Styles P and His Wife Talk the Aftermath of Their Daughter's Suicide

Recording artist Styles P (L) and his wife attend the Rick Ross and Styles P music video shoot For "Blowin' Money" at the The Gates on June 21, 2010 in New York City. (Photo by Johnny Nunez/WireImage)

Styles P and His Wife Talk the Aftermath of Their Daughter's Suicide

The two discuss how they're coping, two years after the incident.

Published August 19, 2017

Suicide remains one of the toughest subjects to discuss, especially within the Black community, as it is somehow still considered taboo to have an open dialogue about it, especially on a public forum.

Going against this stigma, rapper Styles P and his wife, Adjua Styles, shared their first-hand experience with suicide detailing the moment their daughter, Tai, took her life, two years ago.

The two appeared on Power 105.1's The Breakfast Club on Wednesday and revealed that their daughter showed no signs of wanting to take her life prior to the dreaded moment.

"As much as you think that they're telling you everything, you don't know everything," Adjua said when asked if Tai was battling depression at the time.

Tai, who was 19 at the time of the fatal incident, took her life two years ago while living away from her folks. They explained that they feel an extreme amount of guilt knowing that they weren't around when she may have needed them most.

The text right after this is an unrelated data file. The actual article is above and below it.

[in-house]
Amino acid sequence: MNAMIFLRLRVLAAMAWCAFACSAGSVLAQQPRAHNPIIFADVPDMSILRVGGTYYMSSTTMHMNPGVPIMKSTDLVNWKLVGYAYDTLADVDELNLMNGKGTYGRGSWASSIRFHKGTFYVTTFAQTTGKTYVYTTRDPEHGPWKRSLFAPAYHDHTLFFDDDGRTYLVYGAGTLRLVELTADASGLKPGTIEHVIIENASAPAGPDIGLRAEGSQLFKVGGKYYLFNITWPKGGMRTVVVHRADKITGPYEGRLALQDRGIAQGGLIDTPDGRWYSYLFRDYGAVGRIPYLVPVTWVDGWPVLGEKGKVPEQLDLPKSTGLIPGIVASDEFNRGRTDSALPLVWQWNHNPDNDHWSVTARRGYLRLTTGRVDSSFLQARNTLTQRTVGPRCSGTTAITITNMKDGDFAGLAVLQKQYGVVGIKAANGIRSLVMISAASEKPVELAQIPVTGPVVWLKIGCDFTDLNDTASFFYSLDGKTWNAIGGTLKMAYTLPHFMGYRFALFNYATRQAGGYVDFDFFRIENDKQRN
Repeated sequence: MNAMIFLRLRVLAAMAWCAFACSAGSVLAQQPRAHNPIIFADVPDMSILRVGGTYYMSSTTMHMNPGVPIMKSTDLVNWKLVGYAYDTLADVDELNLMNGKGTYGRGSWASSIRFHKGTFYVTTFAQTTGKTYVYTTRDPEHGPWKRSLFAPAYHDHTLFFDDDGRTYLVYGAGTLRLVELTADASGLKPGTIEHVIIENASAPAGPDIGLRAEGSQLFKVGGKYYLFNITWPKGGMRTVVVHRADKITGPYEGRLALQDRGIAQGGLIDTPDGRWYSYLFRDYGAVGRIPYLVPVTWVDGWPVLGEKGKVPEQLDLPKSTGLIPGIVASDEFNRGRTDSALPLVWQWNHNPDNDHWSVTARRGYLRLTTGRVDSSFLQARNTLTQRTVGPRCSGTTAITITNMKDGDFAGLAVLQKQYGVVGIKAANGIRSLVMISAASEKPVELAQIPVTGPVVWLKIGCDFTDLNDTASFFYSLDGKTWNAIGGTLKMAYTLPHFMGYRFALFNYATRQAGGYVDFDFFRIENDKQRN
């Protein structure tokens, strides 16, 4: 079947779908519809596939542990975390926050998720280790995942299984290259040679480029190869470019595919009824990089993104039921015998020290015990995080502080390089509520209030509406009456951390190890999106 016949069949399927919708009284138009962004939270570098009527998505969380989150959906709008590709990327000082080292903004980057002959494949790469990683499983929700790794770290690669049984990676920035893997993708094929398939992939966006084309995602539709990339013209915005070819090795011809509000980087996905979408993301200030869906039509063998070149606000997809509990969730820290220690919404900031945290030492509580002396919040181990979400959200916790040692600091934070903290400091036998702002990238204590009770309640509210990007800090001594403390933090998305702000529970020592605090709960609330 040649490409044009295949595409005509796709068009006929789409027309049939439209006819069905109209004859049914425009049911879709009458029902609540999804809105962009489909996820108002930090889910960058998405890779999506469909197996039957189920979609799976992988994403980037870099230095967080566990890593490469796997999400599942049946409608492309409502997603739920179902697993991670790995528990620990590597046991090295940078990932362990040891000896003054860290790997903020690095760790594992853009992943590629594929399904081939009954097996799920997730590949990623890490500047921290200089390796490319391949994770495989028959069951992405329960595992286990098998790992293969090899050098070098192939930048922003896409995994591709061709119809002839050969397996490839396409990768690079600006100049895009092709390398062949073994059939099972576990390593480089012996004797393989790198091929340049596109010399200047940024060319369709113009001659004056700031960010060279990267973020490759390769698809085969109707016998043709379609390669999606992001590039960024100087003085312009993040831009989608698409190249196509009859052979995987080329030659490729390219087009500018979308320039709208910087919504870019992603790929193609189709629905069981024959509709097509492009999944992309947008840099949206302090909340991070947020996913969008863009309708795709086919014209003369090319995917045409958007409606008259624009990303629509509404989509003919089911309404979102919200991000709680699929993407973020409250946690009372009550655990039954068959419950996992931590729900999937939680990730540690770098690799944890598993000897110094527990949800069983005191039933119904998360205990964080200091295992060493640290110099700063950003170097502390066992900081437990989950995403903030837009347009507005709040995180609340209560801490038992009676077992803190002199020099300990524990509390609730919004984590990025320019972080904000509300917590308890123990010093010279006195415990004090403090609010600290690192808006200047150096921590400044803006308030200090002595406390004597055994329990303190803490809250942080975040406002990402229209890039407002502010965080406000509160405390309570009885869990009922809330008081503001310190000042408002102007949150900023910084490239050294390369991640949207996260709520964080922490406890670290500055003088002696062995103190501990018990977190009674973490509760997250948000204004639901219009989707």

"We were extremely close," Adjua continued. "I had her on the brink of 19. When she committed suicide she was living on her own, and I feel within my heart that if I was around... [I would've] been her safe haven."

Adjua added that their daughter was going through a breakup at the time, which may have contributed to the tragic decision.

"She felt very alone," she said. "She was going through a break up at that time with her girlfriend. It was a culmination of all of these emotions at that time. It wasn't thought out obviously."

The "Good Times" rapper added that if they knew what their daughter was going through, they would have been more active in having her in their presence, and he also shared an insightful tidbit about the misconstrued connection between depression and suicide.

"If we knew she was depressed she would've been home with us," he said. "Some things you can't see because people won't tell you. We all deal with depression on some sort of level, but with suicide it's often like [people assume] the person's depressed."

He ended with words that every parent can relate with: "You expect your child to bury you, not bury your child."

Take a look at the powerful and informational interview, below:

If you are in crisis, call the National Suicide Prevention Lifeline at 800-273-8255 or reach out to the Crisis Text Line by texting ‘Home’ to 741741.

Written by Moriba Cummings

(Photo: Johnny Nunez/WireImage)

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